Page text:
Tributes continue to be paid to the former Deputy First Leader upon the announcement of his retirement
Former Deputy First Leader Martin McGuinness is continuing to receive support in the wake of his retirement announcement
Former Minister for Foreign Affairs for Fianna Fáil Dermot Ahern said on Newstalk Breakfast that he wasn't particularly shocked given Mr McGuinness' poor health in recent weeks.
Speaking about his work with Mr McGuinness over the years, Mr Ahern admitted he found himself asking "where did this man come from?" considering his past involvement with the IRA.
"On a one-to-one basis, he was probably one of the easiest people to deal with within Sinn Féin the organisation that we had to deal with", he said, describing him as 'personable' and 'down-to-earth'.
He credits Mr McGuinness with maintaining the institutions in Northern Ireland, saying he doesn't think they would have lasted as long but for McGuinness' warm personality.
"He was able to take some of the nonsense and the infantile way of going on that some of the DUP people had over the years", he said.
On Sinn Féin's Twitter, Gerry Adams has spoken on camera about Mr McGuinness.
"I met Martin McGuinness behind the barricades at Free Derry and we have been friends and comrades in all that time", he said.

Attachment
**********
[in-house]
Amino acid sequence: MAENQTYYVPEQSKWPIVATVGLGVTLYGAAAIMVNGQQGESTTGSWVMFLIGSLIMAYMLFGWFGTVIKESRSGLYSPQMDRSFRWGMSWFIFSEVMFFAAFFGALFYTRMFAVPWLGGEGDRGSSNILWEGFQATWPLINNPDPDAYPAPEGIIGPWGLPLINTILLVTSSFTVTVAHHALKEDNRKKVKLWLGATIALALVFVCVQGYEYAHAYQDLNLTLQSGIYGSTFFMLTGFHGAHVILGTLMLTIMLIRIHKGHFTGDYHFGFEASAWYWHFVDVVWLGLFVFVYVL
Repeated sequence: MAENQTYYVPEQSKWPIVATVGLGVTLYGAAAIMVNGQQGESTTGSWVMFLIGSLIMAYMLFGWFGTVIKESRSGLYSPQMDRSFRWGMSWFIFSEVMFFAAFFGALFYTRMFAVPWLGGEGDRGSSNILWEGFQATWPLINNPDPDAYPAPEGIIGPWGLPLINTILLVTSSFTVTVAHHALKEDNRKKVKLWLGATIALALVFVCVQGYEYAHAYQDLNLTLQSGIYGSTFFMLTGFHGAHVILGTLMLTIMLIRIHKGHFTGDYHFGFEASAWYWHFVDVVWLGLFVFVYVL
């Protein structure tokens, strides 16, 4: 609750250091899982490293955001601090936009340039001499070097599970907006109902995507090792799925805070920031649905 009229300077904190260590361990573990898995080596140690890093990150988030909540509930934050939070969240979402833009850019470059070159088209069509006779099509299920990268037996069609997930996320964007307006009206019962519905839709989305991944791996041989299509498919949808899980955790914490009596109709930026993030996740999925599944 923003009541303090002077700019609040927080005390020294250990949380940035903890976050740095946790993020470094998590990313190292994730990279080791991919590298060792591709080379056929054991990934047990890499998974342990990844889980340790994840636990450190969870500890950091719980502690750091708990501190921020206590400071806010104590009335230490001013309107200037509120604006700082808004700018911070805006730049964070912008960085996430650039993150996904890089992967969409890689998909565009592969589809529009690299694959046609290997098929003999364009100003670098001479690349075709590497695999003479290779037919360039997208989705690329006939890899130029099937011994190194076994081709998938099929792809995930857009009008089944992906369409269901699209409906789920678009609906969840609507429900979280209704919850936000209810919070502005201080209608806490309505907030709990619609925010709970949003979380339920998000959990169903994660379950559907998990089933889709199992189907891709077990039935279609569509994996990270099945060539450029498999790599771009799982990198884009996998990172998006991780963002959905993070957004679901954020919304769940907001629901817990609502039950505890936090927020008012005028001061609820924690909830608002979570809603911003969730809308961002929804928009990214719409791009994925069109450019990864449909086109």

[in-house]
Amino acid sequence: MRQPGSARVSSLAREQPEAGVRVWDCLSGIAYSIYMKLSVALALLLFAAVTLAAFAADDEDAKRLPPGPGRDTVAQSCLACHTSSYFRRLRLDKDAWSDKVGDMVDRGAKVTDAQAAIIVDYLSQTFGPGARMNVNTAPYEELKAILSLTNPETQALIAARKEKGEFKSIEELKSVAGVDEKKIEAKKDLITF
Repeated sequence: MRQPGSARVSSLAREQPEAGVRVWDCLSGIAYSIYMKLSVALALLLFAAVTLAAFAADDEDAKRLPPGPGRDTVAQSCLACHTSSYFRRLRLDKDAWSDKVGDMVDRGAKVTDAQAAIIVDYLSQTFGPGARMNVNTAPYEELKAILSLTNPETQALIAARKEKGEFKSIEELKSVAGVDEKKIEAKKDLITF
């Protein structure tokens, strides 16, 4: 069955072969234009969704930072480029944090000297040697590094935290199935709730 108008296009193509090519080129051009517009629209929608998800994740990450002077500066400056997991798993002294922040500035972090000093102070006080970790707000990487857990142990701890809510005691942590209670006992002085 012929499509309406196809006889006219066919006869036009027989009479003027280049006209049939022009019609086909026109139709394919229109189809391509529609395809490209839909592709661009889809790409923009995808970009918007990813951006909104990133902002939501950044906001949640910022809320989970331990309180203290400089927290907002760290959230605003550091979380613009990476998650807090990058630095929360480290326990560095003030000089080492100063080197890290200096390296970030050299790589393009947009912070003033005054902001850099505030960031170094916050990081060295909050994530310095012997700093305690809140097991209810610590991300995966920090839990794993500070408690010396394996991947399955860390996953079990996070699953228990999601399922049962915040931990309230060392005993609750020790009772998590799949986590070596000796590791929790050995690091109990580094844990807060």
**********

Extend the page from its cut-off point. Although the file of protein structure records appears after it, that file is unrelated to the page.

President Adams attained for Mr McGuinness' can-do attitude and how the party plan on carrying it through the future.
"Don't say it, do it", he said. "That's what Martin's asking us to do."
Former Labour chief of staff Jonathan Powell discussed how Mr McGuinness managed to sway his opinion of him.
"He called me up and asked me to come to Derry incognito, and I did that", he said. "I spent three hours talking to him and I realised that you had to build a personal relationship with these guys if you were going to make any progress.
"Martin was much easier to make a personal relationship with than Gerry [Adams] was."
Mr Powell went on to explain that Mr Adams and Mr McGuinness worked together as 'good cop, bad cop', with Mr McGuinness assuming a "more humane" role.
"It struck me as like a marriage. They worked together very closely [...] Obviously that changed after Martin went into government and Gerry went to the south.
"I would stress that there are two parts to this - if Martin would come and see me alone, he would defer to Gerry Adams, whereas Gerry Adams, if he came alone he would always just make the decision. it was a partnership, but someone was always leading the dance."
Mr Powell added that Mr McGuinness' commitment to peace must be stressed - without forgetting his record as a whole.
"As Ian Paisley would have said, 'believed in repent in sinners' [...] That's not to say he wasn't a hard-man in the IRA beforehand.
"The most remarkable thing for me was how he made peace work [...] The way he built that relationship with Ian Paisley was rather extraordinary."